In this writer’s estimation, one of the high points of Advanced Dungeons and Dragons history was the publication of Reverse Dungeon module in 2000. As the title implied, the module reversed the roles of players and Dungeon Master (DM). The players assumed the roles of monsters living in a vast, subterranean complex; the DM assumed the role of invading heroes in three scenarios, each taking place at levels below, and against monsters more powerful, than the last.
Players were provided with complete maps of the complex, combat statistics for their monstrous “heroes,” a list of tools, weapons and material resources, along with some guidelines for how long certain tasks (such as weaponmaking, trap-setting or excavation) would take. That last consideration became important, because after the players were given this information, they were given a limited amount of real time to decide how they would modify their defenses within a longer, but still very limited, amount of game time.
The players loved it, and during play, they were speaking over each other to be the first to tell me when one of my DM-run heroes was surprised, ambushed or caught in a trap. The proverbial shoe was on the other foot, and they weren’t giving up a moment of it. They even argued about who initially suggested particularly effective defenses. And they still talk about those three “reverse” sessions ten years later.
Shortly before the release of Reverse Dungeon, a similar concept was explored for computer gaming in the form of Dungeon Keeper 2 from Bullfrog. In it, the player, or Dungeon Keeper, had an overhead view of the center of his dungeon (the dungeon heart) and unexcavated land that could contain resources like gold or gems. The keeper could direct worker imps to excavate areas for rooms including lairs for sleeping, hatcheries for food, and workshops to build traps and doors, all the way up to guardrooms, prisons, torture chambers, and casinos. The rooms constructed dictated the sort of monster(s) that migrated to the dungeon. The screenshot image above, for example, shows clockwise from left a lair, hatchery, library and training room.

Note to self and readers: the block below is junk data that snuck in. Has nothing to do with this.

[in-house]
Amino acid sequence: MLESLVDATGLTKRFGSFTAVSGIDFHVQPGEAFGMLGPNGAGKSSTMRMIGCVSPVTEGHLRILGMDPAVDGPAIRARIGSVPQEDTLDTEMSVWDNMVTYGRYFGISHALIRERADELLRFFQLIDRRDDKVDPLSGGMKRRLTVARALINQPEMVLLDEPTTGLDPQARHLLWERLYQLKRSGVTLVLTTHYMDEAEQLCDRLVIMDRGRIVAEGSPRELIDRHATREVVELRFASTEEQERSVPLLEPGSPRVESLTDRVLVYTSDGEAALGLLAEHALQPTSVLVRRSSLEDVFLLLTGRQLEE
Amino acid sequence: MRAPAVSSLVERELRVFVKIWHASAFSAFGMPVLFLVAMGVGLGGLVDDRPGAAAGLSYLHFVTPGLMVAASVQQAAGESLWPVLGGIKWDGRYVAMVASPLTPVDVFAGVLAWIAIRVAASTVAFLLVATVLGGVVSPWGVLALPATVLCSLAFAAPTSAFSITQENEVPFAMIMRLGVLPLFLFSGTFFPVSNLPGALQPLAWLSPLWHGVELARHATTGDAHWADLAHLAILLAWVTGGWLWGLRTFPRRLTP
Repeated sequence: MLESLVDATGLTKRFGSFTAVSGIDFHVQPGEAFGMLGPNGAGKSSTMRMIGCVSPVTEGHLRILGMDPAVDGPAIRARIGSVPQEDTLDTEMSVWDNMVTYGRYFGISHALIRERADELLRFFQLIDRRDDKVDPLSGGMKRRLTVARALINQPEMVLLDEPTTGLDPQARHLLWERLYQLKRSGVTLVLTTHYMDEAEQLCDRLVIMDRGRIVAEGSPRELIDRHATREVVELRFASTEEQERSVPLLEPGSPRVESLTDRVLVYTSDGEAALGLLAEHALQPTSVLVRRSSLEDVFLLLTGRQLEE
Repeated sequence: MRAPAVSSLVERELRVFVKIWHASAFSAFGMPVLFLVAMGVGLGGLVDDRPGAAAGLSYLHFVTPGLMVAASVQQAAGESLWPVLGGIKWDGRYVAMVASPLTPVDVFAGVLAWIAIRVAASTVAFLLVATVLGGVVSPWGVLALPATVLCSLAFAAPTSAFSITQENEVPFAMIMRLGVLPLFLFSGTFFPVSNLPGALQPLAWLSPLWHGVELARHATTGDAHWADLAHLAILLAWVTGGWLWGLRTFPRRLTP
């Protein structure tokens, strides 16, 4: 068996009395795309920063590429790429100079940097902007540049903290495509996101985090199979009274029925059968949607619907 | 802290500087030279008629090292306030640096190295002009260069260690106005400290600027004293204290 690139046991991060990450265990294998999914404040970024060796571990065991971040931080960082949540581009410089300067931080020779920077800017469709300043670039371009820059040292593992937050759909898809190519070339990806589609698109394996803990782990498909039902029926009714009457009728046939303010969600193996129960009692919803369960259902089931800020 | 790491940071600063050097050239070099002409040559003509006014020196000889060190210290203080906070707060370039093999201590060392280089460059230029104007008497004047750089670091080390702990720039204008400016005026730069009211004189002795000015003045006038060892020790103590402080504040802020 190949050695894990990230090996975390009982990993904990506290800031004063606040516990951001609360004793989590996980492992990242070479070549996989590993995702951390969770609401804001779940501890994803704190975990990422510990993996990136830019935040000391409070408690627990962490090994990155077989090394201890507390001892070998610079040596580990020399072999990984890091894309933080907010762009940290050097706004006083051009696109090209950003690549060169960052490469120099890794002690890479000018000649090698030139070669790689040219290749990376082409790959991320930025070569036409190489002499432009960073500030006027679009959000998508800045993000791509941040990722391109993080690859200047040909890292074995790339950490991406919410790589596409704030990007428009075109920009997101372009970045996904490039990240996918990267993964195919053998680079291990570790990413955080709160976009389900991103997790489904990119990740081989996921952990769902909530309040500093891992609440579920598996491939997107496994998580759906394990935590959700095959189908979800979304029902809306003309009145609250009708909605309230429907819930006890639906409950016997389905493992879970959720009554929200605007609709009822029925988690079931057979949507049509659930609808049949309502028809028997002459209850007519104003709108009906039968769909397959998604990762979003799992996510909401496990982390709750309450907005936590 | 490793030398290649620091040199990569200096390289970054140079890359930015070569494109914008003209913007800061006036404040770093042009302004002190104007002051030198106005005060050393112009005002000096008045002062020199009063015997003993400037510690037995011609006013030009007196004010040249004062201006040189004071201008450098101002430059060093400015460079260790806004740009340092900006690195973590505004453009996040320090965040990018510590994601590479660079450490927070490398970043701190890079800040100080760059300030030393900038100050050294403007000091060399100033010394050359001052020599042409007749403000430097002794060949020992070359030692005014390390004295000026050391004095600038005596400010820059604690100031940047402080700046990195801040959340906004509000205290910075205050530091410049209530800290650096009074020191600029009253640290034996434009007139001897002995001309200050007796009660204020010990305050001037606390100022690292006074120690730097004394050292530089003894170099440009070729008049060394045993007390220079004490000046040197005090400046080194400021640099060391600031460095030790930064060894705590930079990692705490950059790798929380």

Periodically, the dungeon would be invaded by goodly heroes from the surface, or by the forces of a rival keeper who was competing for space or resources.
While this writer is unaware of any published reverse-dungeon type adventures for fourth edition D&D, that sort of game could be recreated easily enough, by following these steps:
- Begin with a map of a dungeon complex, either created by the players or DM, or selected from the WotC Map Archive. Expand upon the map to identify conditions that make the location liveable for monsters, such as sources of air, food, water, and materials for making weapons and tools, along with how the complex connects to the surface. If the complex is to be populated with undead monsters that do not need many of these things, this step won’t be very involved.
- Select an experience level for the heroes the DM is to control, and set the (former) DM to work on making up his heroes.
- The players need to pick monsters of appropriate level. It’s also important to have sufficient numbers of those monsters, so that the accepted per-encounter experience totals for the heroes’ level can be met – although a poor choice by the DM or exceptional planning from the players could bring more than one encounter’s worth of monsters to the fight at once.
- The DM and players can then cooperate on determining the tools and resources the monsters have, how long modifications to the complex would take, and how much game time the players should have to make those modifications.
- After those determinations are made, the players have until the DM is done creating the heroic invaders to finalize their defenses, including making traps, setting up sentries and alarms, feeding guard monsters and so forth.
- Then the reverse dungeon begins.
While drafting this post, it occurred to this writer that there isn’t any reason why the reverse dungeon concept couldn’t be expanded into a short campaign. Doing so would require more collaboration beween DM and player, like deciding what subterranean features exist if the monsters undertake major renovations, what other monsters they would meet during expansion, whether or not those meetings would result in alliances or hostilities, and what resources heroic forces from the surface could realistically bring to bear against the ever-expanding dungeon. Taking a page from the Dungeon Keeper playbook, it may even be necessary for the player-run monsters to become involved in active recruitment of allies to replace losses, engage in surface raiding to feed and otherwise supply their growing horde, or otherwise employ resource management to keep the game going.
While this sort of gaming is the opposite of what the designers of 4e D&D had in mind – the game is very hero-centric and mathmatically weighted in favor of heroes, after all – it does provide both the players and DM with a refreshing break from the standard game, making the experiment well worth the effort.